“Help needed with the process involved when buying property in Panama?”

Recently retired, home up for sale and prepared to downsize and purchase 2 homes. 1 in Canada and possibly 1 in Panama.
IL recommends renting in Panama 6 months to a year first, while travelling around (with informative assistance). Highland areas ( like cooler) say Chiriqui Province, while renting in or near Panama City.

Require help with process?

Step 1. Ideal unit rental search to suit my personality and interest, Casco Viejo, unique,quaint, historic? or Panama City proper perhaps, lots to see & do?

Step 2. Legal assistance req’d w/ Panama property purchase.

Require either “0” maintenance apartment/condo w/pool, local amenities, etc. or as I read I could afford someone to care for home property w/garden, hire help to prepare meals & clean house in a beautiful Boquete …Chiriqui Province location while there 6 months each year initially, secured gated community. I do like beautiful ornamental gardens near waterfalls and fresh water ponds, but plan only self maintenence on Canadian home. Many fun questions and answers to sort out!

Step 3.

Plan to jump on Cruise ships periodically which is another reason of my interest in Panama. Ideal.

Question: Can you point me in right direction on these initial matters. It would mean much to me to have a kick start at this. Would attending IL Seminars really help with above immediate questions?

Thank you

Jessica Ramesch – Panama Correspondent

Jessica RameschDear Richard,

Thank you for your inquiry. International Living takes pride in being your best resource for information about life as an expat, both in Panama
and other locations around the world. I’d like to take this opportunity to tell you where to find the information you seek.

I. Planning a visit? Here is some important information about Panama travel and resources:

Arriving/Departing: Most travelers fly into Tocumen International Airport, aka, the Hub of the Americas. Located in Panama City, Panama (call letters PTY), Tocumen is Panama’s only major international airport for commercial flights. Panama’s international airline, Copa, is Latin America’s largest airline and has helped transform Tocumen into the region’s busiest hub, with a great deal of direct and connecting flights.

The Marcos A. Gelabert Airport in Panama City (also referred to as Albrook, after the neighborhood in which it’s located) is a hub for domestic airline Air Panama.

The Enrique Malek airport in David, Chiriqui offers flights to and from Costa Rica; all other flights to and from David are domestic.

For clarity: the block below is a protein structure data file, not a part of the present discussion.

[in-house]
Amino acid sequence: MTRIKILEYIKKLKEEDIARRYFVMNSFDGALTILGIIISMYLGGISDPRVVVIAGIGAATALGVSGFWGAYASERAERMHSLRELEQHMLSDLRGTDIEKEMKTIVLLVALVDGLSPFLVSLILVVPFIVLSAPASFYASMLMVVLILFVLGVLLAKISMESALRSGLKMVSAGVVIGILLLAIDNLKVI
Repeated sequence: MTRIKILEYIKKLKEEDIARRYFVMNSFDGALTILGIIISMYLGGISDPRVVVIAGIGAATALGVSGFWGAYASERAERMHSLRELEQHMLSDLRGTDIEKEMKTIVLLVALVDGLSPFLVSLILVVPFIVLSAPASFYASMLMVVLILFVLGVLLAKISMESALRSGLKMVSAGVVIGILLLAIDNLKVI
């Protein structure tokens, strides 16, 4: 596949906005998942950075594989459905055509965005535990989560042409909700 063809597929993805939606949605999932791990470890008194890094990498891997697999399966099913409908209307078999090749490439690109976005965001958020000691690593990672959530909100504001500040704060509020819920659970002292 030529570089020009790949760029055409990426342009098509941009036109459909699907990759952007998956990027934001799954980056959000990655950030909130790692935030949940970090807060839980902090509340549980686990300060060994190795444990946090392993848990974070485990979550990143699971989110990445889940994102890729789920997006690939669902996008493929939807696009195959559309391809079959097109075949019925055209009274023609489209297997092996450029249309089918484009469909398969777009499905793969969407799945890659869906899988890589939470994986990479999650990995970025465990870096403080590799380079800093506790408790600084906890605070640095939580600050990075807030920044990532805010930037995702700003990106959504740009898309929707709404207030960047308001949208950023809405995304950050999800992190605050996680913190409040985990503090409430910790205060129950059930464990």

There are also small domestic airports or airstrips elsewhere in Panama, including the San Blas/Kunayala region, Chitre/Pedasi, Contadora Island, and Bocas del Toro.

Regarding the newly completed Scarlett Martinez airport at Rio Hato (Pacific Coast near Coronado), at time of writing, the government says this will serve international and domestic charter flights. The recently expanded Colon airport also serves charter flights.

Customs and Immigration: To visit Panama, U.S. and Canadian citizens must have a passport, valid for six months from your arrival here. No visa application required.

Citizens from visa waiver countries, including Argentina, Austria, Belgium, Brazil, Bolivia, Chile, Costa Rica, Cyprus, Czech Republic, El Salvador, England, Finland, France, Germany, Greece, Guatemala, Honduras, Hungary, Italy, Israel, Latvia, Lithuania, Luxembourg, Mexico, Netherlands, Nicaragua, Paraguay, Poland, Portugal, Singapore, Spain, Switzerland, and Uruguay, may also visit Panama for up to 90 days without a visa*.

*This list and other information in this message is subject to change. Always check with your nearest Panamanian consulate or your home country’s foreign affairs office prior to travel to ensure you have the latest information.

For help planning your visit contact your travel agent or make use of reduced travel websites such as Kayak.com. Low airfares are often available on Copa/United, visit: www.copaair.com for more information. Spirit offers budget flights to Panama. Panama is served by many of the worlds major airlines.

New hotels open in Panama every year. For help choosing a hotel and other information try review sites such as https://www.tripadvisor.com/.

Local tourism/travel contacts:

• Local Travel Agent: Casey Halloran, Co-Owner, Costa Rican Vacations & Panama Luxury Vacations, In Costa Rica: 1-800-606-1860 ext 401, In Panama: 1-866-393-4192, Web: http://www.vacationtopanama.com/.

• Eco-tours and custom tours: http://www.anconexpeditions.com/.

• Road trips, tours, and ground transportation in Panama (including airport pickups): Inside Panama, email: transport@insidepma.com, tel: +507-6675-6601; Sealandsky Journeys, email: ditase@yahoo.com, tel: +507-6630-0847; Marco Colucci, tel: +507-6672-1201, email: macoluche@hotmail.com.

• Rental Cars

There are many rental companies in Panama, including:

o National: http://www.nationalpanama.com/
o Budget Rent A Car http://www.budgetpanama.com/